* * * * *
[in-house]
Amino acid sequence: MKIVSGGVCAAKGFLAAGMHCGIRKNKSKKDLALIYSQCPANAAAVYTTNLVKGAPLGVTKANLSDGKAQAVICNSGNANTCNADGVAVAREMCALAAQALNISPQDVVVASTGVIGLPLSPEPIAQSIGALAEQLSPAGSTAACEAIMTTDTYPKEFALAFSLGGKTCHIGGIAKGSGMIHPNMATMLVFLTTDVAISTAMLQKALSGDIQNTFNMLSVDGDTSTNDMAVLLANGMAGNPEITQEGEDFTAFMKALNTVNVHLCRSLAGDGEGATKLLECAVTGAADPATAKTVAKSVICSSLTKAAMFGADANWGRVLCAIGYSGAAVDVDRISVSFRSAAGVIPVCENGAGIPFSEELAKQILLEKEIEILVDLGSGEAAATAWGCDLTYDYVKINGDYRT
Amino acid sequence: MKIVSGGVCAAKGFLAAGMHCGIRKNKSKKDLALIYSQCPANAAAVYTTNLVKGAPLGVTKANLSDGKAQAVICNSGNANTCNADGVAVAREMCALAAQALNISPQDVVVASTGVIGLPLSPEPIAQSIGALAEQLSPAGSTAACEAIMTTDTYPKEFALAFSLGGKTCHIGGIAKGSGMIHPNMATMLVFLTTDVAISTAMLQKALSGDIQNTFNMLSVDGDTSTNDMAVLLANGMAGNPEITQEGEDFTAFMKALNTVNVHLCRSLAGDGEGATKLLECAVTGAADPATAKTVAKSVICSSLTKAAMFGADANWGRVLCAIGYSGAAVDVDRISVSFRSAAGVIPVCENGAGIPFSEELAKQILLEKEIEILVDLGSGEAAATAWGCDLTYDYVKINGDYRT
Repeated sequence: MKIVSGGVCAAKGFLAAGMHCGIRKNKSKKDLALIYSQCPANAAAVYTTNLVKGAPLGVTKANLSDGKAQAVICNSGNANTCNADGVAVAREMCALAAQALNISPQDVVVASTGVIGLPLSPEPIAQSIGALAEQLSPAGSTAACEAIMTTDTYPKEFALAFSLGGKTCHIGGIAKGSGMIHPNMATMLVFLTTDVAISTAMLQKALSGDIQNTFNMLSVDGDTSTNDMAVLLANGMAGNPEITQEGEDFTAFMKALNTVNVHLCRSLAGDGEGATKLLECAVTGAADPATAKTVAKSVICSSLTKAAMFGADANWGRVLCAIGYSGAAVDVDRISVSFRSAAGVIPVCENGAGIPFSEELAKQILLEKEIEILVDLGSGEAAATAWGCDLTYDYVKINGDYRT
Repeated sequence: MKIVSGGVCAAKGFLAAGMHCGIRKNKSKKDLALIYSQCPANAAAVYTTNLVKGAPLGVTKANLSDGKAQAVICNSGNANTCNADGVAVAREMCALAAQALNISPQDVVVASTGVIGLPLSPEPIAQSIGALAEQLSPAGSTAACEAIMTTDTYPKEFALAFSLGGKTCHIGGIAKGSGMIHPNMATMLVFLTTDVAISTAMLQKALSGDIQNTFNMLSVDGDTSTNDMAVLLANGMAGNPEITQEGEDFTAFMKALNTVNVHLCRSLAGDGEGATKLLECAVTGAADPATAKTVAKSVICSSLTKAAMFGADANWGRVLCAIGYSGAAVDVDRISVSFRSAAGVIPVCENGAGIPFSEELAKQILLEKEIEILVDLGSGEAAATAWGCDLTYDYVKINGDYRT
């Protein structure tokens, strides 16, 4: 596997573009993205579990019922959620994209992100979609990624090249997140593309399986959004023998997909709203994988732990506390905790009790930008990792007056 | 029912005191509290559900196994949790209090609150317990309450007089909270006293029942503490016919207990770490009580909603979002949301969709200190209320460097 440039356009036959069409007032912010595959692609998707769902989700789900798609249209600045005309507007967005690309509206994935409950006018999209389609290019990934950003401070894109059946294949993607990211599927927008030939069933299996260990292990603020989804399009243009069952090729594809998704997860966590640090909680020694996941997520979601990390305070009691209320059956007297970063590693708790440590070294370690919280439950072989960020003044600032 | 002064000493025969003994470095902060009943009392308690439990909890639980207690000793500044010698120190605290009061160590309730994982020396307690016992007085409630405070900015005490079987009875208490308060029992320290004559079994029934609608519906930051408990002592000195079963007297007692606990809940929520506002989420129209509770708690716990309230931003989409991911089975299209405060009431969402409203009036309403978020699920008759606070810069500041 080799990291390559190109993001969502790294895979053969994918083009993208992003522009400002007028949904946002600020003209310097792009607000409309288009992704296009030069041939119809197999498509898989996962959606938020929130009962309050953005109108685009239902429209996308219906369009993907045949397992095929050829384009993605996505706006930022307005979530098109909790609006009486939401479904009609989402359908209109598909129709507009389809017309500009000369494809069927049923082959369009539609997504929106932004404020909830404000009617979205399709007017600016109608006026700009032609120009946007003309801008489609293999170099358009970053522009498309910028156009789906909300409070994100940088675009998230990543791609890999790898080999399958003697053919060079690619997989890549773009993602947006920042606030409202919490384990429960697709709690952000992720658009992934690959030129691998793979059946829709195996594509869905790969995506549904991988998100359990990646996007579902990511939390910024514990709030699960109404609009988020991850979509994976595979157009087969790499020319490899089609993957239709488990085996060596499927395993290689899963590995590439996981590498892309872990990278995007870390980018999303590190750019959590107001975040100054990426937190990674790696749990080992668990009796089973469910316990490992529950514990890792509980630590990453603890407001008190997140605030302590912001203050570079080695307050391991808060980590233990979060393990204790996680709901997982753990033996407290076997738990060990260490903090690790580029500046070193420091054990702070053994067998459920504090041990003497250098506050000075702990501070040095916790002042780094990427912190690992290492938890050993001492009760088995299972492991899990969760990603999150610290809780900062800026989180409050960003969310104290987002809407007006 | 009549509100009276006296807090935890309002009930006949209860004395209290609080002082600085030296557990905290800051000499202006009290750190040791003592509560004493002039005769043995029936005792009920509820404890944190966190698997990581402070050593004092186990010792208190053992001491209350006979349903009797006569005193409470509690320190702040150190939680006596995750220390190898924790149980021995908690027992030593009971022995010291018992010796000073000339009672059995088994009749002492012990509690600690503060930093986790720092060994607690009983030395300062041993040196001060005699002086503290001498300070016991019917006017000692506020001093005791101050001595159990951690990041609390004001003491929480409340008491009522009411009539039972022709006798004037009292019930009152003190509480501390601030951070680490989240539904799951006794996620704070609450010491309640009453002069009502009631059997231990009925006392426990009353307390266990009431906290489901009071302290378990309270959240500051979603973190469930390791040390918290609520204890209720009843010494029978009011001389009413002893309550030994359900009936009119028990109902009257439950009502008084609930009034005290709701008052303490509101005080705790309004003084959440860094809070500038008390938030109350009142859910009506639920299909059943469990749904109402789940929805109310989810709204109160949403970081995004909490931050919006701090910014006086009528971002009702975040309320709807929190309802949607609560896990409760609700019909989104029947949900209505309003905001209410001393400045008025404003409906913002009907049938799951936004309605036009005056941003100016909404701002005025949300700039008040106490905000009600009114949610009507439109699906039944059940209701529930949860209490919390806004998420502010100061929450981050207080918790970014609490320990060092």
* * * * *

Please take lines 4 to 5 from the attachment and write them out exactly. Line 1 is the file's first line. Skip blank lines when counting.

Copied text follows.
Repeated sequence: MKIVSGGVCAAKGFLAAGMHCGIRKNKSKKDLALIYSQCPANAAAVYTTNLVKGAPLGVTKANLSDGKAQAVICNSGNANTCNADGVAVAREMCALAAQALNISPQDVVVASTGVIGLPLSPEPIAQSIGALAEQLSPAGSTAACEAIMTTDTYPKEFALAFSLGGKTCHIGGIAKGSGMIHPNMATMLVFLTTDVAISTAMLQKALSGDIQNTFNMLSVDGDTSTNDMAVLLANGMAGNPEITQEGEDFTAFMKALNTVNVHLCRSLAGDGEGATKLLECAVTGAADPATAKTVAKSVICSSLTKAAMFGADANWGRVLCAIGYSGAAVDVDRISVSFRSAAGVIPVCENGAGIPFSEELAKQILLEKEIEILVDLGSGEAAATAWGCDLTYDYVKINGDYRT
Repeated sequence: MKIVSGGVCAAKGFLAAGMHCGIRKNKSKKDLALIYSQCPANAAAVYTTNLVKGAPLGVTKANLSDGKAQAVICNSGNANTCNADGVAVAREMCALAAQALNISPQDVVVASTGVIGLPLSPEPIAQSIGALAEQLSPAGSTAACEAIMTTDTYPKEFALAFSLGGKTCHIGGIAKGSGMIHPNMATMLVFLTTDVAISTAMLQKALSGDIQNTFNMLSVDGDTSTNDMAVLLANGMAGNPEITQEGEDFTAFMKALNTVNVHLCRSLAGDGEGATKLLECAVTGAADPATAKTVAKSVICSSLTKAAMFGADANWGRVLCAIGYSGAAVDVDRISVSFRSAAGVIPVCENGAGIPFSEELAKQILLEKEIEILVDLGSGEAAATAWGCDLTYDYVKINGDYRT